• Article by Peter Kimenai
  • Published on August 17th, 2019

Odyssey and sinking of the Ombilin

On the 12th of December 1942, after a long and adventurous voyage, the Dutch steamship Ombilin of the Nederlandse Koninklijke Paketvaart Maatschappij (Dutch Royal Cargo Shipping Company) was sunk by the Italian submarine Enrico Tazzoli. The crew of the Dutch ship survived the sinking and, after much travel on other vessels, managed to continue to assist the Allies. The captain and first mate of the Ombilin were taken prisoner by the Italians, and they were not freed until April 1945. This story outlines a clear picture of the many dangers crew members of merchant vessels faced during the Second World War.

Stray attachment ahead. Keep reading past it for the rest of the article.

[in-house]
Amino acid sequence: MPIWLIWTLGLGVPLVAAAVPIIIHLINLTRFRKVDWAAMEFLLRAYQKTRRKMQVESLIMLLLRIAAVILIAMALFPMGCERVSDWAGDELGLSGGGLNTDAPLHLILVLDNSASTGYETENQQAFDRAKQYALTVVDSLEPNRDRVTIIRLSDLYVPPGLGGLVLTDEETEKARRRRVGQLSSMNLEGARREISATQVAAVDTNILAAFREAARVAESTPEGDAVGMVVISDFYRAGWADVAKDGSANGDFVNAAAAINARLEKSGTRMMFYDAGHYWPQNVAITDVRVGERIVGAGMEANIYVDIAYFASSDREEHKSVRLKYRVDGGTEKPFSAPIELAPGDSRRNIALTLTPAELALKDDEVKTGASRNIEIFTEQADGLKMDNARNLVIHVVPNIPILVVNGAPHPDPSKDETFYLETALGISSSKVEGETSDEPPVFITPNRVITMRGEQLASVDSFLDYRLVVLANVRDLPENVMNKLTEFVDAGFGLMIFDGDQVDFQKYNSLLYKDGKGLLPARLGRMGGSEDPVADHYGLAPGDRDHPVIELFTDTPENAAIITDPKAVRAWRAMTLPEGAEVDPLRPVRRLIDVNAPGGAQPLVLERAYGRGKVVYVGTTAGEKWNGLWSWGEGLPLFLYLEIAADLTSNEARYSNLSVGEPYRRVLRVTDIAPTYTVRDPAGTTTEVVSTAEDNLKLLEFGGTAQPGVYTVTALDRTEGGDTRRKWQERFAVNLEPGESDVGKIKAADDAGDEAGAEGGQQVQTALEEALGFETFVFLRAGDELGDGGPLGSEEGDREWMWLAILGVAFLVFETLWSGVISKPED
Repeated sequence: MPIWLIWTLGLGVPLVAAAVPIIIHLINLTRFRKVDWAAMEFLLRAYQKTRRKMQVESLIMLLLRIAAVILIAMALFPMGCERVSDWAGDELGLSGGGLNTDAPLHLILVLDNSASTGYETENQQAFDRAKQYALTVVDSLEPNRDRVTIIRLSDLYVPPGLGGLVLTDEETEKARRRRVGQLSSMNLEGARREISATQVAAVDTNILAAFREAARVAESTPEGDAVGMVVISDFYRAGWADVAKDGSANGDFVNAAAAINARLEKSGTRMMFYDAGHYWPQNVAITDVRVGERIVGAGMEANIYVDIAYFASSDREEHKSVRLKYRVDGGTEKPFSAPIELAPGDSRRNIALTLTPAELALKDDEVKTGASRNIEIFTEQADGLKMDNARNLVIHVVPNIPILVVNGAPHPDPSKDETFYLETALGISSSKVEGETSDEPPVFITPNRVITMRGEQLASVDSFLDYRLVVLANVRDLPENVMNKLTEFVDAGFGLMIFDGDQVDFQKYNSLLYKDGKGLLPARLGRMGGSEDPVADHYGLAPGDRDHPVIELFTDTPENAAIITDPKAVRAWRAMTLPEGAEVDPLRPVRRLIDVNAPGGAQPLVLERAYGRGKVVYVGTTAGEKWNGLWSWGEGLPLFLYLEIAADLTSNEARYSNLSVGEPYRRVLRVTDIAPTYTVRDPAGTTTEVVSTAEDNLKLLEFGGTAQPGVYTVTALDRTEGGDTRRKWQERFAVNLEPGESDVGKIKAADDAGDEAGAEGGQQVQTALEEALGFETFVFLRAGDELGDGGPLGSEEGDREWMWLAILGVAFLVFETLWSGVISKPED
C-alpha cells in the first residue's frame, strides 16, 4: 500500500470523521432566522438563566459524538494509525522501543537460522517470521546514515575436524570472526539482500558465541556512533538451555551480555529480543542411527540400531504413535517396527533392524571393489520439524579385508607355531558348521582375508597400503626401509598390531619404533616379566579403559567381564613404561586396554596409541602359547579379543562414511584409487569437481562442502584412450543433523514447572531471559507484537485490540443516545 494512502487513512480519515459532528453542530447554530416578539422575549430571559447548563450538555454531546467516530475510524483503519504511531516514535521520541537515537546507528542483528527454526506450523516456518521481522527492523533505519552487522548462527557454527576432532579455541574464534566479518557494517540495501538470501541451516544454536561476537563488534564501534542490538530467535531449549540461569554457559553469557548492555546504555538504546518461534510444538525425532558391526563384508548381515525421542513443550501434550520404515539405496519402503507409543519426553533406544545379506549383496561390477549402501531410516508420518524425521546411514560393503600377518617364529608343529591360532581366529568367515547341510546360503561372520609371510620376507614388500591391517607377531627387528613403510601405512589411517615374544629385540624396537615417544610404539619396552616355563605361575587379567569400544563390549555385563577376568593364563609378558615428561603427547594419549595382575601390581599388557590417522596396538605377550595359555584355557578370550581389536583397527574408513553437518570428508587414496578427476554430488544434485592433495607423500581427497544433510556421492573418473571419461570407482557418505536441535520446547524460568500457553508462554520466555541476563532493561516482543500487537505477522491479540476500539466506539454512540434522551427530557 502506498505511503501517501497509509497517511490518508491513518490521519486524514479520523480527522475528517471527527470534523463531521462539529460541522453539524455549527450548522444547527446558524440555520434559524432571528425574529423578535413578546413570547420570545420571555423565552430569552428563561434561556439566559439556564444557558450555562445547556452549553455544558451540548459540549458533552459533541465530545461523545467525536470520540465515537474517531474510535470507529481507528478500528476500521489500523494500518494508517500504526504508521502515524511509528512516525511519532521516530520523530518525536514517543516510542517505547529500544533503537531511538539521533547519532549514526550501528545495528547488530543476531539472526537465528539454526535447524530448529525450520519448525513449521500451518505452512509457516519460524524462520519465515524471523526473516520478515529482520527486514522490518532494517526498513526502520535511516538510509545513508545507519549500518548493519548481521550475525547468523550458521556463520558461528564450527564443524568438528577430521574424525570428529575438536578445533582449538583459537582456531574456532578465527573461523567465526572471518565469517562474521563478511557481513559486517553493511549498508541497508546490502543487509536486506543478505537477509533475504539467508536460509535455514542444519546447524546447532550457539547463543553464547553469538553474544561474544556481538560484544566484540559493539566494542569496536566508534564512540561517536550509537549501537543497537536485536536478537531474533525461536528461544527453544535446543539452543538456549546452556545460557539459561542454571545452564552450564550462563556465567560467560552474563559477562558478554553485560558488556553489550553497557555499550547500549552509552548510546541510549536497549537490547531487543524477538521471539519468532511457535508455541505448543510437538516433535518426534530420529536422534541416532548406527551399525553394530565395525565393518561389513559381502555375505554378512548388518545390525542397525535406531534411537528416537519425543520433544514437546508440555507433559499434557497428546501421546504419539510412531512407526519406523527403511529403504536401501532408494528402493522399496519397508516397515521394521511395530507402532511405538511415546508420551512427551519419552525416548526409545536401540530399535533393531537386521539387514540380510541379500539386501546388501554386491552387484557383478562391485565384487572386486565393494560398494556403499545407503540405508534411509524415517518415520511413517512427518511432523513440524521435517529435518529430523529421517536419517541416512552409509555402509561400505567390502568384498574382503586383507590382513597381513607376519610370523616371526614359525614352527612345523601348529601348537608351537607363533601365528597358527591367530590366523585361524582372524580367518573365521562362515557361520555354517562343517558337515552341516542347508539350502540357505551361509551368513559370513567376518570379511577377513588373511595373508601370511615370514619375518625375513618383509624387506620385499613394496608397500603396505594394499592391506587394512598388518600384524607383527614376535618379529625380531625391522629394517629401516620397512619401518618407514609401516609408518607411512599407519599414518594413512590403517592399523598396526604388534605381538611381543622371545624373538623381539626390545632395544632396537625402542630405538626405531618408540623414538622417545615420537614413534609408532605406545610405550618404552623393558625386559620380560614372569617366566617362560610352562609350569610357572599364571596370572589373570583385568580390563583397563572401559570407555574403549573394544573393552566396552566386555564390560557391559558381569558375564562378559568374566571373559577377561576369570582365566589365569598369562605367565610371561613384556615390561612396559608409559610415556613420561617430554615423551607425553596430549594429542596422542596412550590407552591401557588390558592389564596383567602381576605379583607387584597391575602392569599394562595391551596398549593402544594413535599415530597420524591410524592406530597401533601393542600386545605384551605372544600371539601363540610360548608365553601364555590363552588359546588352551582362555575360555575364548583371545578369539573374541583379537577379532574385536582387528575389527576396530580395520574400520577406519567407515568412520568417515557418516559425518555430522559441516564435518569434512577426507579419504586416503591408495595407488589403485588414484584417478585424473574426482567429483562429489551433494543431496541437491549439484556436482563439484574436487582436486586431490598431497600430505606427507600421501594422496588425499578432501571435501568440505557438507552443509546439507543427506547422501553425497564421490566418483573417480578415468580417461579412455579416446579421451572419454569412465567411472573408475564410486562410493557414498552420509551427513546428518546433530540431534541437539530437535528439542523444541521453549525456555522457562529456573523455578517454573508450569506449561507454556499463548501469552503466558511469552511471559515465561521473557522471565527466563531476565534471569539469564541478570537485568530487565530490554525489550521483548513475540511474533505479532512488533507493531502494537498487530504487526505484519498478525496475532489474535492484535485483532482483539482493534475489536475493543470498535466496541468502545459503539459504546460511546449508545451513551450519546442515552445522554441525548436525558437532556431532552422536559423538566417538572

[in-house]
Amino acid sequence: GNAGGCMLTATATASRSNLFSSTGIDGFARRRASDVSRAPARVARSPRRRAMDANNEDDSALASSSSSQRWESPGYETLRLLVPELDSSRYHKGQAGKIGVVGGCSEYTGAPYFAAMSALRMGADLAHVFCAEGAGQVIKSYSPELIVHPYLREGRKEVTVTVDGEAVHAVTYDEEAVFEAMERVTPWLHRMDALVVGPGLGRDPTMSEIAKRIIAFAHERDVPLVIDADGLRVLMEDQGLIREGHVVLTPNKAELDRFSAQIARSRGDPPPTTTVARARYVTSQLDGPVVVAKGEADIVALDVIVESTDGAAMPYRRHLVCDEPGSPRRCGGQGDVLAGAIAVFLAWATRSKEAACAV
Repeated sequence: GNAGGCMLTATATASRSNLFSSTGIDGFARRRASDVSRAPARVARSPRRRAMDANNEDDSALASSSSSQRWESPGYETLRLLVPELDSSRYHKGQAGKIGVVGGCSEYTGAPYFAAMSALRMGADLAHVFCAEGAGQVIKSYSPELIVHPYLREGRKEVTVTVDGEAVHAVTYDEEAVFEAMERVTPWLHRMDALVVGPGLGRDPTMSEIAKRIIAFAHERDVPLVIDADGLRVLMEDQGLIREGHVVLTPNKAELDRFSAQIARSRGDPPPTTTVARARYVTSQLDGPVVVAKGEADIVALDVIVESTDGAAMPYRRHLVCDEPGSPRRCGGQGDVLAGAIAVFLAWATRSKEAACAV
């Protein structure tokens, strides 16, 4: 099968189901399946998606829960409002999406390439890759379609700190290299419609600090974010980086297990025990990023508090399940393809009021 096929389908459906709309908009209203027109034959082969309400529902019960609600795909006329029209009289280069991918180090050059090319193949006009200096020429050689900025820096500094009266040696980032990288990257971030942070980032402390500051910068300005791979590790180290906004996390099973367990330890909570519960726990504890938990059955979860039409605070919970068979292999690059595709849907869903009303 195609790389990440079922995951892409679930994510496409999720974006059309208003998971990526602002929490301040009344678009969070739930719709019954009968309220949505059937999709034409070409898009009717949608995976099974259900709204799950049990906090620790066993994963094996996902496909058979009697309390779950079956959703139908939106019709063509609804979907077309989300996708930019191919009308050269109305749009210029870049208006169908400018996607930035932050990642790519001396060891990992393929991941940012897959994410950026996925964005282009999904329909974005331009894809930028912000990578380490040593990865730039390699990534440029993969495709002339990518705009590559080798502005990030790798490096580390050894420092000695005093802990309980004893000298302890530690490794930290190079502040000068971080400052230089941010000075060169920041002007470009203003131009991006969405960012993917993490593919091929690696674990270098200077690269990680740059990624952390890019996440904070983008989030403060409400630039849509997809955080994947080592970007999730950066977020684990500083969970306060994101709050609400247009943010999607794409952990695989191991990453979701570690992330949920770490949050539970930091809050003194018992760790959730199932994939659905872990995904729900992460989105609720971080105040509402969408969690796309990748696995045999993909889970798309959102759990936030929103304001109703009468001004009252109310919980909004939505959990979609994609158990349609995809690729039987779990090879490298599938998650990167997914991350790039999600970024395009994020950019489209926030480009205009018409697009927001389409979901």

• Article by Wesley Dankers
  • Published on February 9th, 2017

Sabotaging heavy water in Norway

"We were not informed about production of heavy water in Vemork. We were not informed about the Germans wanting to use heavy water for the development of an atomic bomb. Before leaving England, we were told our action had the highest priority but we were not aware how great the influence could be on the outcome of the war." as Joachim Rönneberg and Birger Strömsheim declared in 1989. They belonged to a group of Norwegian commandoes who were involved in one of the most daring operations during World War Two: the attempt at sabotage of the production of heavy water in the Norwegian town of Vemork.